Continuous design

Let me introduce you to my take on the concept of "continuous design."

What you will learn in this lesson#

  • Understand how software management principles have shaped how we work with digital design

  • Learn how we can get designers and developers to collaborate through a shared language

From waterfall to DevOps#

Let's look back a few decades. Most software was made within large organizations that could afford expensive computer hardware and the few knowledge workers (such as programmers) who could create functional software. The circumstances were essentially high cost and high risk, with a low number of skilled workers and organizations that were organized by department or specialization. Like a natural extension of the Taylorism and Fordism of the industrial age, the thinking went that work could be sliced into discrete, known units: more or less a kind of assembly-line production. By virtue of being understood and known, these units would be possible to plan, manage, and act on with a high degree of precision.


This led to the so-called Waterfall method of project management. While there are variants of this, the model prescribes that the initial phases–the design steps, as such–are to be done before executing on their implementation. Heavy up-front planning is assumed to be more efficient than taking risks dynamically while implementing the work package.

This was only further exacerbated by the later notions of "just-in-time-delivery" and economies of scale. Because markets were less volatile, the economy was less global, and services were physical or mechanical, planning cycles could practically afford to be longer; the world was more predictable. The events of the ongoing COVID-19 pandemic have shown that this planning fallacy lacks resilience and is unfit for highly variable environments.

Let's roll forward to the present day. For the last twenty years, the circumstances have dramatically changed with the extreme frequency of change, globalization of the economy, and move to a much higher degree of digitally-rendered services. Culturally, we also have very different expectations in our workplaces today. We tend to expect flat organizations, higher individual agency, and natural day-to-day relationships with cross-functional teams or colleagues.


The game-changer that—at least in many places—broke the rule of Waterfall was Agile, initially concocted by a group of software developers who concluded that traditionalist management techniques brought more problems than solutions to the context of software development. As you can read in the (very short) Manifesto for Agile Software Development, values became more important than any specifics of orthodoxy and methodology.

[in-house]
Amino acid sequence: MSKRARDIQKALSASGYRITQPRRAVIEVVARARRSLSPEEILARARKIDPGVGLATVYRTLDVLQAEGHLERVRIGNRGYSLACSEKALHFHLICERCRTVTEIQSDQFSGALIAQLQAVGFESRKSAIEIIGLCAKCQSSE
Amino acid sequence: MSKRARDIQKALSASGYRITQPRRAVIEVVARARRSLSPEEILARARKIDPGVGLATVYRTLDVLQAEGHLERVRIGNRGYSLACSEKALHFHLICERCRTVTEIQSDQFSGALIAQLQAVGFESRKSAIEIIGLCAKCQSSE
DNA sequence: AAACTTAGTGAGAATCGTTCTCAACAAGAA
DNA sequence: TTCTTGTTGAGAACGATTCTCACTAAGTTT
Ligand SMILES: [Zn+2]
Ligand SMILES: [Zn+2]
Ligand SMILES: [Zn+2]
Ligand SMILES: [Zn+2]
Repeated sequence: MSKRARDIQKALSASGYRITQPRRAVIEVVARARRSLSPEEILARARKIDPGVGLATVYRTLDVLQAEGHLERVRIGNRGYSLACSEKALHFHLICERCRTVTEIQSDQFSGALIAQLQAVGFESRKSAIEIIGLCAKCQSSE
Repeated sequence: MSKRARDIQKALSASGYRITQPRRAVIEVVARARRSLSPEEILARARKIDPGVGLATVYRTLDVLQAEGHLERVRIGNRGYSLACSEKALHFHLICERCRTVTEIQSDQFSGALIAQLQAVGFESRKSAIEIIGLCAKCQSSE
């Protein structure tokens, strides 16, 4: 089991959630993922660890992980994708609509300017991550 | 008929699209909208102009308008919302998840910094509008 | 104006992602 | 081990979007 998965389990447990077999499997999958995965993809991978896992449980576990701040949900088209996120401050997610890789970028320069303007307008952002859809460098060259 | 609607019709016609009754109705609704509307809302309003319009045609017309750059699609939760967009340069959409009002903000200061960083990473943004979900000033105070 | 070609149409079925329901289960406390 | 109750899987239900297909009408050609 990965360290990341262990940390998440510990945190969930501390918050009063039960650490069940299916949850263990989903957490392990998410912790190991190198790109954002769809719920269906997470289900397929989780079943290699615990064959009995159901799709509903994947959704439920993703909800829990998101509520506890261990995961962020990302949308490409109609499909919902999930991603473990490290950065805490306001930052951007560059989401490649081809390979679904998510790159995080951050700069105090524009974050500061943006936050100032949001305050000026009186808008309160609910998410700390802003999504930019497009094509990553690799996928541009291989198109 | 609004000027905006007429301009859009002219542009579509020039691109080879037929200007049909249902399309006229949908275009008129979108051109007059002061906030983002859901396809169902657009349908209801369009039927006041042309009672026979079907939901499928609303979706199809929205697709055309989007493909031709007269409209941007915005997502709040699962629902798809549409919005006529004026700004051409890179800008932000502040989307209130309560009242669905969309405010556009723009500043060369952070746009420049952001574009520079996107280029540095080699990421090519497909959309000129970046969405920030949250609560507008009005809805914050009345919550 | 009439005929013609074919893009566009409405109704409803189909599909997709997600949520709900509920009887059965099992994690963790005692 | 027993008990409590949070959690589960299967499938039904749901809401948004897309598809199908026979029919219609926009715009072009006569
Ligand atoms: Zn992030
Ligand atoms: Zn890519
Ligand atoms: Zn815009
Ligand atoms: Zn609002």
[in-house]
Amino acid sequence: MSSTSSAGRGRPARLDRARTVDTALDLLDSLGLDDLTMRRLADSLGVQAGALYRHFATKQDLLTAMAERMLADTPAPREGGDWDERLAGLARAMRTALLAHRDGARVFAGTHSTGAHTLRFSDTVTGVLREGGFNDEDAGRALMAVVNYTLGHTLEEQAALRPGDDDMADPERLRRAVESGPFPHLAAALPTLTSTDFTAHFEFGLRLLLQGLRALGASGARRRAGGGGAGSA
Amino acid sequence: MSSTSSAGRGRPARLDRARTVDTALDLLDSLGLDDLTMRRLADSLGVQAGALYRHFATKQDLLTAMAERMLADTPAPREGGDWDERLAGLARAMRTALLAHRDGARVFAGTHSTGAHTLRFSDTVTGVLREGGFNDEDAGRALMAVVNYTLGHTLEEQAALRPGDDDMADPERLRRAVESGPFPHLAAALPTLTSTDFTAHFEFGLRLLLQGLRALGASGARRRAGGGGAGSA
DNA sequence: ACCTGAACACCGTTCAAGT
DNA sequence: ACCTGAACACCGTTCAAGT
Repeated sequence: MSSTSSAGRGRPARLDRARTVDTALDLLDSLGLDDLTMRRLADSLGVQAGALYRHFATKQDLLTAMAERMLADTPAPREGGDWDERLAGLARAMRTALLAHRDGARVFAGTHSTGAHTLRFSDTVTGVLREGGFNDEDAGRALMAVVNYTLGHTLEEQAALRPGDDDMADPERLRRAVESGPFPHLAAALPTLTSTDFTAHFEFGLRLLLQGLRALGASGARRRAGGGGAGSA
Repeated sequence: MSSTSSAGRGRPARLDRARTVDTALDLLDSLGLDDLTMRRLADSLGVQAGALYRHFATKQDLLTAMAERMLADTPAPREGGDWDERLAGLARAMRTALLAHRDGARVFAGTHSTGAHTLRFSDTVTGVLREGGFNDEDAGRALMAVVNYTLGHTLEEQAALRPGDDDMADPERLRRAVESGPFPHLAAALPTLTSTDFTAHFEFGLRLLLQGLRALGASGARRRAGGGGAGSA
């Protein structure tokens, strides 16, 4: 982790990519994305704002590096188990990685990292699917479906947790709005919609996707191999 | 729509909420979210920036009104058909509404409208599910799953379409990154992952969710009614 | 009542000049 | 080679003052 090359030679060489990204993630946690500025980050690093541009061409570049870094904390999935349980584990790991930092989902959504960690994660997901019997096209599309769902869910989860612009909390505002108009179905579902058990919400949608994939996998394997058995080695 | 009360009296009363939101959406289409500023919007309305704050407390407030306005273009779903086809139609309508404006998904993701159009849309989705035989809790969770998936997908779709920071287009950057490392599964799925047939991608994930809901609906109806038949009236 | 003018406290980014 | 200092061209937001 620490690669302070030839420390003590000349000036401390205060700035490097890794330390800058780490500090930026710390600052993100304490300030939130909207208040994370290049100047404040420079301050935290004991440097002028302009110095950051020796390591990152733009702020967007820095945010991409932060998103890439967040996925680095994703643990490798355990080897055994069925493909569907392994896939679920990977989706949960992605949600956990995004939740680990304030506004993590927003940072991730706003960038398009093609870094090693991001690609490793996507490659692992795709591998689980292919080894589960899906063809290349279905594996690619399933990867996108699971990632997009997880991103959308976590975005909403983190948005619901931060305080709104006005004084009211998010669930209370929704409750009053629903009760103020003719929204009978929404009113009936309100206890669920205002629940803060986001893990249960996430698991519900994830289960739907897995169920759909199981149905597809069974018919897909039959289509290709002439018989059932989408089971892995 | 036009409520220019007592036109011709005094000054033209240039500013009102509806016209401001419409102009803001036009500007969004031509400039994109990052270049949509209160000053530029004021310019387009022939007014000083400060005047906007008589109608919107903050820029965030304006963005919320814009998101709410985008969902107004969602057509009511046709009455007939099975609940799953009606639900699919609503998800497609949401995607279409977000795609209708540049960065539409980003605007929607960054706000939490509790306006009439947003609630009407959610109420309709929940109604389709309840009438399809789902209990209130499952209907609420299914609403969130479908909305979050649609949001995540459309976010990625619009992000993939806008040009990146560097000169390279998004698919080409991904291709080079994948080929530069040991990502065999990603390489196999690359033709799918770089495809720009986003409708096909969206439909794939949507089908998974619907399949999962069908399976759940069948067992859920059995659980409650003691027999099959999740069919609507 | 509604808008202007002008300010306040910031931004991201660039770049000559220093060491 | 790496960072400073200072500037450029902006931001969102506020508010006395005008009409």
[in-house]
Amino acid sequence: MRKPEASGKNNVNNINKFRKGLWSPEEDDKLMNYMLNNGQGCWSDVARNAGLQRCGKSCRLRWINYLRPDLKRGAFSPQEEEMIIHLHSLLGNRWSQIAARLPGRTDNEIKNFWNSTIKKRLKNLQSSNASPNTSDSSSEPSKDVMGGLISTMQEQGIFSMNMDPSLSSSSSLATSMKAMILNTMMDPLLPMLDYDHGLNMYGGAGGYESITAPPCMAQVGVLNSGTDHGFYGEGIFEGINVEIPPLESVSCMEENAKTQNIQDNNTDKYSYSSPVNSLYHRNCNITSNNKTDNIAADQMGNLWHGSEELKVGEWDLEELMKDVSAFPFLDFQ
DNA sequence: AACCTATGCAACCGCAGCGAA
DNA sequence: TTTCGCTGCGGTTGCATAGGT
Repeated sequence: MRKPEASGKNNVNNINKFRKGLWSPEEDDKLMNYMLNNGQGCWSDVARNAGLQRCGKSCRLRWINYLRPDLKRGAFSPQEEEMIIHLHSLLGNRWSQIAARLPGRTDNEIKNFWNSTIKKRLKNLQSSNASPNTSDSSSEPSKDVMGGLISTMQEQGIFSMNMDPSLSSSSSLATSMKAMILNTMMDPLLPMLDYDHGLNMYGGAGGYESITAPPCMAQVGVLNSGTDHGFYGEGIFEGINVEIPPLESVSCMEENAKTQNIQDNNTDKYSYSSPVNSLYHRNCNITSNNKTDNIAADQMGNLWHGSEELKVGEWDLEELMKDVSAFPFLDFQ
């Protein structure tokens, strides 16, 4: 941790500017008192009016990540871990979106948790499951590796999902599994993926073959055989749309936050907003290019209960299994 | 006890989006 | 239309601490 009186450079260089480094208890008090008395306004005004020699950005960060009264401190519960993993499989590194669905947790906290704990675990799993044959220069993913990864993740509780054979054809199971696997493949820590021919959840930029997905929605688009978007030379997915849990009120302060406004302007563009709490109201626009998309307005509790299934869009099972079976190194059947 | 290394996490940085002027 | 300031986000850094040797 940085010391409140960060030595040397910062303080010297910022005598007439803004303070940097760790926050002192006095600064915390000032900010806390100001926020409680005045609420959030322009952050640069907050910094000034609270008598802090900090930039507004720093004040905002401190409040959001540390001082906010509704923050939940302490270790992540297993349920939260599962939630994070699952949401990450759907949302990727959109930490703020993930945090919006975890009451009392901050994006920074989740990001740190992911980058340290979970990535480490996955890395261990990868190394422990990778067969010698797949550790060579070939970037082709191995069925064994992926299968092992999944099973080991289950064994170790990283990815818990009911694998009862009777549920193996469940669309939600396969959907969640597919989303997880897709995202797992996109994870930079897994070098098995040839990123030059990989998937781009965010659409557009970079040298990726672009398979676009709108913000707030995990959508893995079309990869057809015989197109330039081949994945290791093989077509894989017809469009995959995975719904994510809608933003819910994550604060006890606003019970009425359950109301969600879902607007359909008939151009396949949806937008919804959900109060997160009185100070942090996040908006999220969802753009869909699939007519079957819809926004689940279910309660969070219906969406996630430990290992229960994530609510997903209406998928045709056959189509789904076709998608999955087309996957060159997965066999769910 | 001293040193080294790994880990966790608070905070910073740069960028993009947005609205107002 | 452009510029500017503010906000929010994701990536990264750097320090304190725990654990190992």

More recently, Agile, which was and still is really about principles and less about specifics of execution, has pollinated an extended range of more concrete approaches. The one that's had the biggest impact is arguably DevOps. DevOps is a philosophy and set of practices that aim to bridge development—often from the initial design and creation to operations and the long-term maintenance of a system. For a long time, the divide between these had created acrimony and inefficiencies. This bridging of the development process drastically cuts down on the cycle time from identifying a need to putting the work in the hands of customers. The Agile approach also takes a vertical responsibility of everything needed to conduct one's work—from idea to maintenance—rewarding teamwork and promoting a certain degree of generalization of skills, instead of the previous love of skills specialization.

A few of the major reasons the shift from Waterfall to Agile could happen with relative ease were:

  • IT operations (including software overall) were able to be codified through developments like Infrastructure-as-Code

  • Cultural mindset change, not least in organizations

  • Successful start-ups having effectively challenged the industry and conventions of previous-era top performers

  • Waterfall and Agile-ish frameworks (such as SAFe) were statistically proven to be less efficient (i.e., costs more for less value) than pure Agile

Common themes here are: code as a shared language, and that change is not a technical decision.

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